#01144
The Bloody Garden (Kenneth Peacock)
See also: The Bloody Gardener (Maud Karpeles)

'Tis of a beauty fair oh,
and a shepherd's daughter dear,
She was courted by her own
true heart's delight;
She was a virgin bright oh,
his joy and heart's delight,
Oh, and nothing but death
could this young couple part.

His mother, false and cruel,
wrote a letter to his jewel,
And she wrote it in a hand
just like his own;
Saying, "Meet me here tonight,
meet me here, my heart's delight,
In the garden gay
nearby my mother's home."

The gardener agreed oh,
with fifty pounds indeed,
To kill this girl and
lay her in the ground;
And with flowers fine and gay oh,
her grave to overlay,
That way her virgin body
ne'er shall be found.

This fair one she arose oh,
and to the garden goes,
All for to meet her own
true heart's delight;
Where she searched the groves
all 'round oh,
but no true love she found,
Till at length,
the bloody gardener came in sight.

"Oh, madam, now I pray,
what brought you here this way,
Are you going to rob me
of my garden gay?"
"No," she said, "no thief I am,
I'm in search of a young man,
Who has promised for
to meet me here this way."

"Prepare, prepare," he cries,
"oh, prepare to lose your life,
Your virgin body bleeding in the ground;
And with flowers fine and gay oh,
your grave I'll overlay,
That way your virgin body
ne'er could be found."

She on the ground did fall oh,
and to the Lord did call.
Saying, "Oh, false cruel love,
is this your design?"
"No, his mother, false and cruel,
has betrayed you and your jewel,
And has paid me well
to make your heart all mine."

With that he drew a knife,
cut the single thread of life,
Lay her virgin body
bleeding on the ground;
And with flowers fine and gay
oh, her grave did overlay,
That way her virgin body
ne'er could be found.

This young man he arose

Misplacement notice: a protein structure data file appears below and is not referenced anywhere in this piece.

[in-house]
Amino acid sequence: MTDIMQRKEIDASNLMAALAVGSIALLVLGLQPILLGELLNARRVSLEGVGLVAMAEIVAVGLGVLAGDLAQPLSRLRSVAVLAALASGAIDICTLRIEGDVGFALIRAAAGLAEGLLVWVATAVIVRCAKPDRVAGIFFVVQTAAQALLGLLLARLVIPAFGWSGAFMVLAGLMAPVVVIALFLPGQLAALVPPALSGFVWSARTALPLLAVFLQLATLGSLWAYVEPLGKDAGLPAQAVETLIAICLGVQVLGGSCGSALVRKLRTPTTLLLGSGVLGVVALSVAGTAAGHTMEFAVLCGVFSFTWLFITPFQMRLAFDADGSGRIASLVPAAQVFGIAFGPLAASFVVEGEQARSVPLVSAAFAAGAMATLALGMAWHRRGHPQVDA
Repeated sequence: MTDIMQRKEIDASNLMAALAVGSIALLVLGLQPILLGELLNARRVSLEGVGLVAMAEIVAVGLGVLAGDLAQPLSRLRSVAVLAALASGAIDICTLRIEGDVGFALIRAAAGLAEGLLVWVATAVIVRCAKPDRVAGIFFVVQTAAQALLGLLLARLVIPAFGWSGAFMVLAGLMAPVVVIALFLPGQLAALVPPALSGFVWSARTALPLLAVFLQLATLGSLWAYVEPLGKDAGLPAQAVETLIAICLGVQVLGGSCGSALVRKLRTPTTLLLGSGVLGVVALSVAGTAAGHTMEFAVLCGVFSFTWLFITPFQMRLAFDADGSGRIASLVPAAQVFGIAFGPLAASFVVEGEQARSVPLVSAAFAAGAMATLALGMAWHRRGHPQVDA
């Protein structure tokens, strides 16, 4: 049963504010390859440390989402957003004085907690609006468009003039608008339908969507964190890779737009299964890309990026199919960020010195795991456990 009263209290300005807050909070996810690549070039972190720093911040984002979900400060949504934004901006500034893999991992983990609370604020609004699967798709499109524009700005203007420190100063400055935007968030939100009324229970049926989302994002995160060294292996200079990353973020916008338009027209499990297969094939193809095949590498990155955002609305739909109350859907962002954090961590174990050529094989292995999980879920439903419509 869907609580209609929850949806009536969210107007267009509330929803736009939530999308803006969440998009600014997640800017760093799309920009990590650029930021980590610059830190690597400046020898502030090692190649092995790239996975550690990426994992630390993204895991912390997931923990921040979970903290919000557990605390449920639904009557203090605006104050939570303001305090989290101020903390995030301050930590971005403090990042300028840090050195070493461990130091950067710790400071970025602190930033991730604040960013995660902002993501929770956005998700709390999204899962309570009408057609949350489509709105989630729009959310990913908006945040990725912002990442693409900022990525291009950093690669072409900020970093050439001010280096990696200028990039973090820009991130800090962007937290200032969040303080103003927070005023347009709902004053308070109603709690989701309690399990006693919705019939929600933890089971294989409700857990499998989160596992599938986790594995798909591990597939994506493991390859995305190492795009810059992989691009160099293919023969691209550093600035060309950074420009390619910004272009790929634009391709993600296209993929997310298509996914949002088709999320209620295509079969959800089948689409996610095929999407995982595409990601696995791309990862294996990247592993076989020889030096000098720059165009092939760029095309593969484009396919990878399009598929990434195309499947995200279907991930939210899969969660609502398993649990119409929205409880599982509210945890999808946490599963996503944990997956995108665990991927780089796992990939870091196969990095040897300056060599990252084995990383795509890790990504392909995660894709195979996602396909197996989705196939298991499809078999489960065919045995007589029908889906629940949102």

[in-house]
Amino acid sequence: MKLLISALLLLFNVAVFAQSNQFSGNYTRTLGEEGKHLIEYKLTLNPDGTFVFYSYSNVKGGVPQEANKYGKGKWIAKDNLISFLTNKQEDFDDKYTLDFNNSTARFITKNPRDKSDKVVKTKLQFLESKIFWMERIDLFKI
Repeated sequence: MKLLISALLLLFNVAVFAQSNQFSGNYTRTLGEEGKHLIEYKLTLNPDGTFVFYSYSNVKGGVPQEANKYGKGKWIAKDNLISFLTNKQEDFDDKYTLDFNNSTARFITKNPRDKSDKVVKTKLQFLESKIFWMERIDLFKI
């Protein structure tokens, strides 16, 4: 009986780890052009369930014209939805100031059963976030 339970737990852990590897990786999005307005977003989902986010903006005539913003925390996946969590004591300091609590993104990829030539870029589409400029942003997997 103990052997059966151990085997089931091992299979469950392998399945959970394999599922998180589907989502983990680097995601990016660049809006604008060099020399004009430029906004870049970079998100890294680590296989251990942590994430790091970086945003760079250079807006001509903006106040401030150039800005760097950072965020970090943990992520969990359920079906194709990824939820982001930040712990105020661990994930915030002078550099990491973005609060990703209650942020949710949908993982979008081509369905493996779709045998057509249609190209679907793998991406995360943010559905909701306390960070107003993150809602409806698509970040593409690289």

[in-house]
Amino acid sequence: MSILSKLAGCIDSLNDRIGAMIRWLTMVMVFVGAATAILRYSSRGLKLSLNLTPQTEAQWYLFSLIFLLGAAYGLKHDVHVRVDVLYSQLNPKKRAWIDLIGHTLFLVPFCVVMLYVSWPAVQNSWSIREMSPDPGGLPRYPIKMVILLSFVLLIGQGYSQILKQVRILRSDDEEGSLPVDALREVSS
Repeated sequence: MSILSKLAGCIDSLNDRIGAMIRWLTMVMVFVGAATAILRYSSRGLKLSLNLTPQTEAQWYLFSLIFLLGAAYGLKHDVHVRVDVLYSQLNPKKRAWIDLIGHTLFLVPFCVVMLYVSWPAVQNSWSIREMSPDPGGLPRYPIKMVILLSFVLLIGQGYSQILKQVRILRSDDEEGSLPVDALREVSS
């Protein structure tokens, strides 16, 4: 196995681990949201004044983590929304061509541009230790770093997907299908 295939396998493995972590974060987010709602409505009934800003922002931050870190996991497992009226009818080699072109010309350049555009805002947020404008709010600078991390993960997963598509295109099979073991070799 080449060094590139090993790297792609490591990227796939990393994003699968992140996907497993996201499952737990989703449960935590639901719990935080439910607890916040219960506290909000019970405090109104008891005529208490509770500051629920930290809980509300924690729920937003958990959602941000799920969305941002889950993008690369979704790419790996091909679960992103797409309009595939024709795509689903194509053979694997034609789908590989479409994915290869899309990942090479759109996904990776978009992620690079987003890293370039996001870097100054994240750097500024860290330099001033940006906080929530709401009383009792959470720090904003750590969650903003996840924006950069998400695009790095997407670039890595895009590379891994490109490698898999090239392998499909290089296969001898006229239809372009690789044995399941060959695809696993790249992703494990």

and to the garden goes,
All for to meet his own
true heart's delight;
Where he searched the grove all 'round
oh, but no true love he found,
Till the grove and the valleys
seemed to mourn.

Then he lay down to sleep
on a mossy bank so sweet,
Where a milk-white dove
flew swiftly o'er his head;
With her battering wings did beat
all about this young man's feet,
And when he awoke the dove she had fled.

The dove away did flee
and perched on a myrtle tree,
And the young man followed her
through the garden gay;
He called her soft and low
with his heart so full of woe,
Till he came to the place
where the dove did lay.

He said, "My pretty dove,
so mournful there above,
Have you lost your own true love
as I have mine?"
Down from the tree so tall oh,
she on the ground did fall,
Where she drooped her neck,
spread her wings, and bled from the breast.

This young man home did go
with his heart so full of woe,
Saying, "Oh, false cruel mother,
you have me undone;
Robbed me of my beauty bright
oh, my joy and heart's delight,
And 'tis soon now you shall have
no heir and son."

With that he drew a knife,
cut the single thread of life,
In the bloody garden
where his true love lay;
"Oh, my virgin beauty bright
oh, my joy and heart's delight,
So we both shall meet
all in the garden gay."

####.... Author unknown. Variant of an 18th-century British broadside ballad, The Bloody Gardener's Cruelty, or The Shepherd's Daughter Betrayed, published by W and C Dicey (London) sometime between 1736 and 1763, and archived at the Bodleian Library Broadside Ballads, shelfmark: Harding B 1(100) ....####

Collected in 1958 from Everett Bennett of St Paul's, NL, by Kenneth Peacock and published in Songs Of The Newfoundland Outports, Volume 3, pp.668-670, by The National Museum of Canada (1965) Crown Copyrights Reserved.

A variant was also collected in 1929 from Mrs May McCabe at North River, Conception Bay, NL, by Maud Karpeles and published as The Bloody Gardener in Folk Songs From Newfoundland (Faber & Faber, London, 1971).


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